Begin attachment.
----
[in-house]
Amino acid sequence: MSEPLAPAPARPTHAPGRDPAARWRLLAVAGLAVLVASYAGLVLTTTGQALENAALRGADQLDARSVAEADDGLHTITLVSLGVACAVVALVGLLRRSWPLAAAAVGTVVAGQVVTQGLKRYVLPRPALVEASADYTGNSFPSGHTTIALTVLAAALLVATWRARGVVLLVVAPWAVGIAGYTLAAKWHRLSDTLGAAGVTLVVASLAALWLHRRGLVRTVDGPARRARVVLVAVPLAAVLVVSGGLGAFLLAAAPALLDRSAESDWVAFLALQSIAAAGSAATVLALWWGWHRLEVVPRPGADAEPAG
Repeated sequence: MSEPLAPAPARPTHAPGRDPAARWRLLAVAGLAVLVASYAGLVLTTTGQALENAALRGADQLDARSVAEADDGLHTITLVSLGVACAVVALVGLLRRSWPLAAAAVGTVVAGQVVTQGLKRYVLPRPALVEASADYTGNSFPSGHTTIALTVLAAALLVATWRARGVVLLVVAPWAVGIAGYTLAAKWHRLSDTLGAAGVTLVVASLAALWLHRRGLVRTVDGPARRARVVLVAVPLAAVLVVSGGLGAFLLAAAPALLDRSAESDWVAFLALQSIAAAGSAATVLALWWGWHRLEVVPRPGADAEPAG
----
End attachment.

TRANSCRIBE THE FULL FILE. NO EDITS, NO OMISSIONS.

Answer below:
[in-house]
Amino acid sequence: MSEPLAPAPARPTHAPGRDPAARWRLLAVAGLAVLVASYAGLVLTTTGQALENAALRGADQLDARSVAEADDGLHTITLVSLGVACAVVALVGLLRRSWPLAAAAVGTVVAGQVVTQGLKRYVLPRPALVEASADYTGNSFPSGHTTIALTVLAAALLVATWRARGVVLLVVAPWAVGIAGYTLAAKWHRLSDTLGAAGVTLVVASLAALWLHRRGLVRTVDGPARRARVVLVAVPLAAVLVVSGGLGAFLLAAAPALLDRSAESDWVAFLALQSIAAAGSAATVLALWWGWHRLEVVPRPGADAEPAG
Repeated sequence: MSEPLAPAPARPTHAPGRDPAARWRLLAVAGLAVLVASYAGLVLTTTGQALENAALRGADQLDARSVAEADDGLHTITLVSLGVACAVVALVGLLRRSWPLAAAAVGTVVAGQVVTQGLKRYVLPRPALVEASADYTGNSFPSGHTTIALTVLAAALLVATWRARGVVLLVVAPWAVGIAGYTLAAKWHRLSDTLGAAGVTLVVASLAALWLHRRGLVRTVDGPARRARVVLVAVPLAAVLVVSGGLGAFLLAAAPALLDRSAESDWVAFLALQSIAAAGSAATVLALWWGWHRLEVVPRPGADAEPAG